Florida GOP Blocks Exemptions for Rape, Incest in 15-Week Abortion Ban Bill

A bill that would ban abortions after 15 weeks passed through a Florida Senate committee along party lines Wednesday after an amendment from Democratic Sen. Lauren Book that would create exemptions for cases of rape, incest and human trafficking was rejected.

Dozens of Republican politicians across the country in states like Nebraska, South Carolina and Georgia have taken up new legislation in recent weeks that would restrict or outright ban abortion as federal judges and the Supreme Court set to issue rulings later this year on influential cases from Texas and Mississippi that could severely alter or overturn the landmark 1973 Supreme Court decision in Roe v. Wade guaranteeing the right for women in the U.S. to choose to legally have an abortion.

Book, a sexual assault survivor, said survivors deserve "a little grace" and should not be forced to carry a pregnancy they did not consent to. Republican Sen. Kelli Stargel, the bill's sponsor, said allowing the amendment would allow the people who commit those crimes to "hide" their acts by forcing victims into abortions, according to The Associated Press.

"If a girl or a woman does not want to carry a pregnancy to term because she did not consent to being raped, none of the members of this committee should be able to deny her a safe a legal abortion because she needed more time," Book said in the meeting of the Senate Health Policy Committee, according to the AP.

Lauren Book Florida Abortion Restriction Bill Republicans
Sen. Lauren Book gestures to the audience Wednesday when referencing an experience shared by a member of the public in the Senate Health and Policy Committee hearing for SB 146, a proposed abortion bill in the Florida Senate in Tallahassee, Fla. Alicia Devine/Tallahassee Democrat via AP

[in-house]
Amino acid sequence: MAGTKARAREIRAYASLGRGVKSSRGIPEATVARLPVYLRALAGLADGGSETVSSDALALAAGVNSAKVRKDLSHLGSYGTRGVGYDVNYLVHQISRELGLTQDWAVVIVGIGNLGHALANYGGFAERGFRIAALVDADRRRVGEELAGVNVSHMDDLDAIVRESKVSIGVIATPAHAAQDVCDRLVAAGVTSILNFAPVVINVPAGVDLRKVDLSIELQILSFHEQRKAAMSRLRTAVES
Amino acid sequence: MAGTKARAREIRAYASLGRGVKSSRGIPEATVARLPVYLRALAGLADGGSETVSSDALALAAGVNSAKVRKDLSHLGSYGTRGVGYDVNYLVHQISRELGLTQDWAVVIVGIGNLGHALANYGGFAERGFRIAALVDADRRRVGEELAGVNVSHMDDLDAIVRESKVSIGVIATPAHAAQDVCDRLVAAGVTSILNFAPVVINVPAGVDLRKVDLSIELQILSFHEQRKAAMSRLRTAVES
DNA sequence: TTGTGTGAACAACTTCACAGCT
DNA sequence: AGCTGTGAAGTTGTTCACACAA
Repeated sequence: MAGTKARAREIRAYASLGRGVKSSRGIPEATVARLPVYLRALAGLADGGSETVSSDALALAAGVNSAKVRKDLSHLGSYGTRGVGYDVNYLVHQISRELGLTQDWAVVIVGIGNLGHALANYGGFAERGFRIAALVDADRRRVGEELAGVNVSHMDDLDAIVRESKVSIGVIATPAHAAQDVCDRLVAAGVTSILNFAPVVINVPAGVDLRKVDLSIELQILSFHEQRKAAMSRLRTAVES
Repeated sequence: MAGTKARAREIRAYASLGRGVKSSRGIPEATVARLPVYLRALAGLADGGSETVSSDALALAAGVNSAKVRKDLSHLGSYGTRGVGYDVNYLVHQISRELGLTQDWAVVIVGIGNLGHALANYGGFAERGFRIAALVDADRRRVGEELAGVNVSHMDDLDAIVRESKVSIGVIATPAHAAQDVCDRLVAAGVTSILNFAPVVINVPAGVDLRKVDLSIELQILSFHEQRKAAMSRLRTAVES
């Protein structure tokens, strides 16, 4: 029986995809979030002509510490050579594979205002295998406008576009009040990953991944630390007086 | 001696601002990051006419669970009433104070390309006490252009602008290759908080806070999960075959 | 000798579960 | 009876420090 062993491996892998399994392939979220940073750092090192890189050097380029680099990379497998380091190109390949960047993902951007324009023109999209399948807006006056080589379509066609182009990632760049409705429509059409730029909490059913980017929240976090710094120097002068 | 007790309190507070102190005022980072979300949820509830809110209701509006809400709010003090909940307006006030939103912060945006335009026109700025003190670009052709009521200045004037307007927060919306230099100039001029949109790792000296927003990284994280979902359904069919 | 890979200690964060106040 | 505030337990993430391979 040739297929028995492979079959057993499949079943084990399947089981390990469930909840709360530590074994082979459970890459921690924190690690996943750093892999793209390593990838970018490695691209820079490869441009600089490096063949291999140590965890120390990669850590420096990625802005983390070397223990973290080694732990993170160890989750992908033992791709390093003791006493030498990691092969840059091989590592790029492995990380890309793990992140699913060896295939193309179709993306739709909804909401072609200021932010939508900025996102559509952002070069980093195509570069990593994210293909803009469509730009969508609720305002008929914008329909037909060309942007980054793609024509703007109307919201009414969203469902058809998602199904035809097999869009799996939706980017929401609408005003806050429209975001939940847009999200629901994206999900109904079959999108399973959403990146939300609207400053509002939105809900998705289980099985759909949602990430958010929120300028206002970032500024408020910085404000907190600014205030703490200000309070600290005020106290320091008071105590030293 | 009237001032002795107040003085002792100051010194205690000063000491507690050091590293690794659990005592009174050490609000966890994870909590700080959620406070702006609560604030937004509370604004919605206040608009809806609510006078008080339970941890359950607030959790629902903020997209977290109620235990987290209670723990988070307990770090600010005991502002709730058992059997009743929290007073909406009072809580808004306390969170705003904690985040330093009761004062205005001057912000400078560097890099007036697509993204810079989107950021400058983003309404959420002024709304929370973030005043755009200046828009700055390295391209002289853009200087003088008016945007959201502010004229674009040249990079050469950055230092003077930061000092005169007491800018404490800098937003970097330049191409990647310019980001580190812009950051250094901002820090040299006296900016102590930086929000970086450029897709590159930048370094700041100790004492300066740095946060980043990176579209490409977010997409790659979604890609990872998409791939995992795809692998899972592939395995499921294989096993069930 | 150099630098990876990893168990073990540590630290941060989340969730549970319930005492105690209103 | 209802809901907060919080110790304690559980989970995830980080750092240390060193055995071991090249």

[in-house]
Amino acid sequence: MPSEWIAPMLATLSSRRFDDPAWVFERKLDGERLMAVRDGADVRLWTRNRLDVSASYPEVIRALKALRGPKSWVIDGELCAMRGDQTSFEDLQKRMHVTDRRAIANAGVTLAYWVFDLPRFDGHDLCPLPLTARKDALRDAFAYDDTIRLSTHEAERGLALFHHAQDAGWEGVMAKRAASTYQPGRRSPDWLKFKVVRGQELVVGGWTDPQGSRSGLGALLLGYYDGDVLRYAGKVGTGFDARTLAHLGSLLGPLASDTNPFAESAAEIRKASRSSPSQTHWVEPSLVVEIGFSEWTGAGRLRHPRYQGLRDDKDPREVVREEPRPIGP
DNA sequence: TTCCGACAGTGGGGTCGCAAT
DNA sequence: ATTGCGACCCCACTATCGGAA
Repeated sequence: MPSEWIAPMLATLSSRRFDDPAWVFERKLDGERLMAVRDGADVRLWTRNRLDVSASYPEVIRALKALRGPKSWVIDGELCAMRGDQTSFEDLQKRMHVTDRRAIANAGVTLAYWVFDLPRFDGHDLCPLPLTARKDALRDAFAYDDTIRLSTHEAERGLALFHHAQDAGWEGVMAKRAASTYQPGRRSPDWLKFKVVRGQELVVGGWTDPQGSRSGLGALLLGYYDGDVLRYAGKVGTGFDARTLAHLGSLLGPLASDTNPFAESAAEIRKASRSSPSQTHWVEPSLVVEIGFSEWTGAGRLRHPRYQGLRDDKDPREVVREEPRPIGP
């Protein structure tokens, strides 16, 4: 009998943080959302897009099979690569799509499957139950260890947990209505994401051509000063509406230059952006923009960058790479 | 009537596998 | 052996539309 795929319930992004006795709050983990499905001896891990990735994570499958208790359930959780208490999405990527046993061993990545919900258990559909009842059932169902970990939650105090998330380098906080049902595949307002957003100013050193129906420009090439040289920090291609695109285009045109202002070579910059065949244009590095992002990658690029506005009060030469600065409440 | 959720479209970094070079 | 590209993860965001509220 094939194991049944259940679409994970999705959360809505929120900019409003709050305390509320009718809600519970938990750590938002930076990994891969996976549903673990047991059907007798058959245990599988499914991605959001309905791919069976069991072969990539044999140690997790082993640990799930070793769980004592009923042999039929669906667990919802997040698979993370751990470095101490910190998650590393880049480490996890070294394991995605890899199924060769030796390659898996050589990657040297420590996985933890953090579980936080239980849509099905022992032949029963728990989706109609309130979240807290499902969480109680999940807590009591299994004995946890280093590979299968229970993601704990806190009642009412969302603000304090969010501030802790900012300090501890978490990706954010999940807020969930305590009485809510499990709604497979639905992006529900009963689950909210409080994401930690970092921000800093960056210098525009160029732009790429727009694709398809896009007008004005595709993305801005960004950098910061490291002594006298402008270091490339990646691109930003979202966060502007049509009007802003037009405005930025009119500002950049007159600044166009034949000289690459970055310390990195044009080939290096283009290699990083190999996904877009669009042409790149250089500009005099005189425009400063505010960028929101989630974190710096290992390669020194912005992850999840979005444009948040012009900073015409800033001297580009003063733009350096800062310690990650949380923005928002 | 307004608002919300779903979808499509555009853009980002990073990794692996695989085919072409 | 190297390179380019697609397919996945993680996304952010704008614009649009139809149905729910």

The Florida bill, along with a similar version that has passed through multiple House committees, according to The Tallahassee Democrat, received support from Gov. Ron DeSantis when they were introduced last month.

The Senate bill was passed by a 6-4 vote through the health policy committee after Book's amendment was blocked and will have to pass the Senate Appropriations Committee before it could be heard by the full Senate, according to WJXT-TV.

Stargel said in defense of her bill that it was not an outright ban of abortion, and Book's amendment could allow criminals to force their victims into abortions, potentially hiding evidence of their crimes, the AP reported.

"I think this amendment does nothing to solve the problems that we all agree are awful — rape, human trafficking, incest — and I will partner with you to fight these crimes and I will partner with you to take the people who are doing that to these children to the furthest extent of the law," she said according to the AP. "But I don't think allowing those individuals to continue to hide their crimes by forcing the abortions or allowing those abortions are going to solve that problem."

The AP also reported that the bill has exemptions beyond the 15-week mark if the pregnancy would put the mother's life in danger or could seriously injure her, or if a "fetal abnormality" is detected that would cause the baby to die upon or shortly after its birth.